Calcareous sponges have calcium carbonate spicules and collagen fibers but no spongin. The spicules are simple monaxons, triaxons, or tetraxons secreted extracellularly. Most calcareous sponges are small, seldom exceeding a few centimeters. All three grades of construction, asconoid, syconoid, and leuconoid, are present.
The asconoid grade of sponge organization is represented in this exercise by Leucosolenia . Members of this genus are small calcareous sponges that form colonies of intertwined tubular stolons produced by asexual budding.
1. With 40X magnification look at a commercially prepared wholemount. Living, preserved, or plastic embedded specimens can also be used. The colony consists of masses of tubular stolons about 1 mm in diameter from which arise short oscular tubes about 1-2 mm in diameter. The free end of each oscular tube bears a large opening, the osculum (Fig 1). The hollow interior of the stolons and oscular tubes is the atrium which connects with the exterior via the oscula.
The thin walls of the sponge are composed mostly of mesohyl with pinacoderm on the outside and choanoderm on the inside, lining the atrium (Fig 5-5). The mesohyl contains, among other things, calcareous spicules which can be seen projecting from the sponge surface. The walls are penetrated by microscopic pores, known as ostia, which admit water to the atrium. The flagellated choanocytes of the choanoderm generate a water current that enters the ostia, crosses the body wall, passes into the atrium, and then exits via an osculum.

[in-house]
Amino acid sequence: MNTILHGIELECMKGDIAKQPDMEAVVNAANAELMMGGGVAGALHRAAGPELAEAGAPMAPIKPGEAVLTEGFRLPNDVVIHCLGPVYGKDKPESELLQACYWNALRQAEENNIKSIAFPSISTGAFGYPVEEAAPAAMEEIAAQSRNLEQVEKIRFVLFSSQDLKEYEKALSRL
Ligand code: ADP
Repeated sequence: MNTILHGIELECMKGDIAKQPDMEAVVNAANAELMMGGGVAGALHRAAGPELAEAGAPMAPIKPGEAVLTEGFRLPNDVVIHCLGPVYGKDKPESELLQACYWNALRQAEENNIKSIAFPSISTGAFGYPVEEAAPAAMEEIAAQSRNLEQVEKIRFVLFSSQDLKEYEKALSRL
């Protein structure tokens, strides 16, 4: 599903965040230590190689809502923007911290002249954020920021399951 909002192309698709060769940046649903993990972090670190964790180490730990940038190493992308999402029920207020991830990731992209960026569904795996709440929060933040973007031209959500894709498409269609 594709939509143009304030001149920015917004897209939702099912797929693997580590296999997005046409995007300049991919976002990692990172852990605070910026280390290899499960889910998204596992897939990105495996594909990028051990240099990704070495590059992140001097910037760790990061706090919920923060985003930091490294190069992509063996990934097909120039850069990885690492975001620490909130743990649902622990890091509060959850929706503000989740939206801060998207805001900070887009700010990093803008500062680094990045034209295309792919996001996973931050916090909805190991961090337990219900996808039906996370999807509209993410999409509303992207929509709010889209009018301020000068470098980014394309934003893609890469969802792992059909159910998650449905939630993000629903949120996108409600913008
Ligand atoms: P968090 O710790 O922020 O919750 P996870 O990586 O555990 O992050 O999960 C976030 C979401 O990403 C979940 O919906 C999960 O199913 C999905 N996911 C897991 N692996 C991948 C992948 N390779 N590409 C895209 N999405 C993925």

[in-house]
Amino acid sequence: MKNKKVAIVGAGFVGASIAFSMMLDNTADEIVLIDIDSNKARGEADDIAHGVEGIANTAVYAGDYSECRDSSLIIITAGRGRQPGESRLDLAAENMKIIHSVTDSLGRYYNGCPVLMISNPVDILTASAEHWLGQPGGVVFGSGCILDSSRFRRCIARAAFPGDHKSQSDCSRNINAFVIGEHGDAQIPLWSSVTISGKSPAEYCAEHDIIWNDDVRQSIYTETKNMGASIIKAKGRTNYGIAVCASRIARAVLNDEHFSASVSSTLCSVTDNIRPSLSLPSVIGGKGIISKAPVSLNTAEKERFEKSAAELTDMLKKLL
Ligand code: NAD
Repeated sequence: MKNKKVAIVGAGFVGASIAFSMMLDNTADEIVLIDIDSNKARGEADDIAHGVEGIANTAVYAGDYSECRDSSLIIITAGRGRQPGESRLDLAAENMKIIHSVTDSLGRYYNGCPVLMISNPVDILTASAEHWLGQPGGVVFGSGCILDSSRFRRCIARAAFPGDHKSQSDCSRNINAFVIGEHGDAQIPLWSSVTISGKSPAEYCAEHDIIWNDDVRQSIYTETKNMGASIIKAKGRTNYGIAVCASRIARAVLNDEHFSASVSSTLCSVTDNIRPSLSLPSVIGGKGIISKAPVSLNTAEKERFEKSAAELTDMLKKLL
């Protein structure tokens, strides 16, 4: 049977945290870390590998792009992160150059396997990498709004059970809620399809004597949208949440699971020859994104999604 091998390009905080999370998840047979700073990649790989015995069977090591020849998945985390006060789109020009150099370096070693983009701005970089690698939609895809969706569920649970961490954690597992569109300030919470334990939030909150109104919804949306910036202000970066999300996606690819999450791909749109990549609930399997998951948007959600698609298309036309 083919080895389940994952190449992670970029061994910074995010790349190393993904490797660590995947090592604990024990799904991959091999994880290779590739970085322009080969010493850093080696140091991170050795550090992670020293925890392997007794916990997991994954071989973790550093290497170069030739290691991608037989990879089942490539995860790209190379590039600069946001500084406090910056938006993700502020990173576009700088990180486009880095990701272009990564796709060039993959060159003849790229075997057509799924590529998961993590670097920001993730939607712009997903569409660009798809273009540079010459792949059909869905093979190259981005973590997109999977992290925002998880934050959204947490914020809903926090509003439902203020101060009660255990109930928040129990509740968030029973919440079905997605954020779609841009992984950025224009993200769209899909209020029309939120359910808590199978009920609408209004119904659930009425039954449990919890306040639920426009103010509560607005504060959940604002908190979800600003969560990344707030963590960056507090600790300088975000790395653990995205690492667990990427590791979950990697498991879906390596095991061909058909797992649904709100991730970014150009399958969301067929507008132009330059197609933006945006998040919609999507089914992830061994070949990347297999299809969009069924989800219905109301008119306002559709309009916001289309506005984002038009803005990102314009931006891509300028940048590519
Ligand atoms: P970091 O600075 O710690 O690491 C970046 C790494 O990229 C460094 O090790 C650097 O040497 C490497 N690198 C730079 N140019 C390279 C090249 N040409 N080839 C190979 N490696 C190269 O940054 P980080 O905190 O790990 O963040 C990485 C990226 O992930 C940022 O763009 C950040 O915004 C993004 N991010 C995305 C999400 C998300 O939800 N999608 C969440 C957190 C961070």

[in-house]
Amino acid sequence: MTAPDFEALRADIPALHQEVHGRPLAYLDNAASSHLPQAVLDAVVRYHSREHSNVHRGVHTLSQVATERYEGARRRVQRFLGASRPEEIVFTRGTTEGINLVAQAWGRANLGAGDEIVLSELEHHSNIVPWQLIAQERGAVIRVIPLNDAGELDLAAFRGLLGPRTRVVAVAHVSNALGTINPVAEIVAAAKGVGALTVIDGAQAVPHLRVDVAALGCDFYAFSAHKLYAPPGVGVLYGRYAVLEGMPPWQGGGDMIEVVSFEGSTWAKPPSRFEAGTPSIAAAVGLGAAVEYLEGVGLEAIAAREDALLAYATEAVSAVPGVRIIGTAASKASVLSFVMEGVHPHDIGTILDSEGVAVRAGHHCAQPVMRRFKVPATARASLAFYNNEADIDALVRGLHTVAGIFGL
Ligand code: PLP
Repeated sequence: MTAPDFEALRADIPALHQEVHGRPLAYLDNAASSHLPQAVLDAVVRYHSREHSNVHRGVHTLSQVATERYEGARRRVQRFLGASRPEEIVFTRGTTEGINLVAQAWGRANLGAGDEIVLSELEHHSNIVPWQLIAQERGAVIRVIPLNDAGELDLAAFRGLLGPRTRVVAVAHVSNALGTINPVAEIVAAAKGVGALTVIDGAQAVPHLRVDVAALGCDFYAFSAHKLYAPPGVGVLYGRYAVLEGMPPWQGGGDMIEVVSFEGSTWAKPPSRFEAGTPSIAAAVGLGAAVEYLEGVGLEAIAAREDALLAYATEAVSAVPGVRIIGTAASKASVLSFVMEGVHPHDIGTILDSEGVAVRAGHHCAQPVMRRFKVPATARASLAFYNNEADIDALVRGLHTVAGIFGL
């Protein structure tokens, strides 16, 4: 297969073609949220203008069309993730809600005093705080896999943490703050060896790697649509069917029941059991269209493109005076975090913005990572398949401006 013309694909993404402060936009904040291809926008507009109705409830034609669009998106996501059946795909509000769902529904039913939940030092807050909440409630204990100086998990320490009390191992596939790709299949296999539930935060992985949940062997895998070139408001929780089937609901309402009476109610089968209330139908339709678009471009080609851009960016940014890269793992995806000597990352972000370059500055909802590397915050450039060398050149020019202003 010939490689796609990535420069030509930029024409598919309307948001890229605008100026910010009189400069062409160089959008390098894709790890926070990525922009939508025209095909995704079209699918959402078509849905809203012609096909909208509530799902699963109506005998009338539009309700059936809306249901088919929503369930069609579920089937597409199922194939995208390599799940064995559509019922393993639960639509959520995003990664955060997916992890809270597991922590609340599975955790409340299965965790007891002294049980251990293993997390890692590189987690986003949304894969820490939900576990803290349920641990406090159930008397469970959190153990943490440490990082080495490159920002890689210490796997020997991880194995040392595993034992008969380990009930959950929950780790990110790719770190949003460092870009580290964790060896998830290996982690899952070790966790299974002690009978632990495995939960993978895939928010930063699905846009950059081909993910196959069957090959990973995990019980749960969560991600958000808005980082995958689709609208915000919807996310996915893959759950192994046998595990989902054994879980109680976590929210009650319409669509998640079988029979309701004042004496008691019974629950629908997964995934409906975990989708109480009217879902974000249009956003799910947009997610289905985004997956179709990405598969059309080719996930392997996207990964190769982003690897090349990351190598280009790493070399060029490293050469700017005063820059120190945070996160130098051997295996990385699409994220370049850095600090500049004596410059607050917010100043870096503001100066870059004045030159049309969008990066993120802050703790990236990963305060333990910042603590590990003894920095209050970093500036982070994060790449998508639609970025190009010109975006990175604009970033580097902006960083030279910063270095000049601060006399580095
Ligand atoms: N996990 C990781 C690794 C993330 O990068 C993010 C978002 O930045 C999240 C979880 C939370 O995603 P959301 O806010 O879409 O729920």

1a. Place a small piece of sponge on a slide and add a drop or two of bleach. Let it sit until bubbles cease to form. The bleach oxidizes the organic material to carbon dioxide and water but leaves the mineral spicules intact. Add a coverslip, remove the excess bleach, and examine the preparation for spicules with the compound microscope at 40X. Go to higher power, if needed, to study the spicules (Fig 5-9E,F). These sponges possess abundant triaxons with three sharp rays. Monaxons, with a single pointed shaft, are also present in large numbers. An occasional tetraxon, with four points, may also be seen. Sketch the spicules you see.
1b. Draw some 8% HCl under the coverslip. Keep your focus on an individual spicule while you do this and watch its response to the acid. Hydrochloric acid and calcium carbonate react to form soluble calcium chloride and gaseous carbon dioxide so that the spicule disappears. Silicon does not react with HCl and remains unaffected. Based on your results do you think Leucosolenia has calcareous or siliceous spicules? _______________
Porifera P, Cellularia sP, Calcarea C, Calcaronea sC, Sycettida O, Sycettidae F (Fig 5-17A)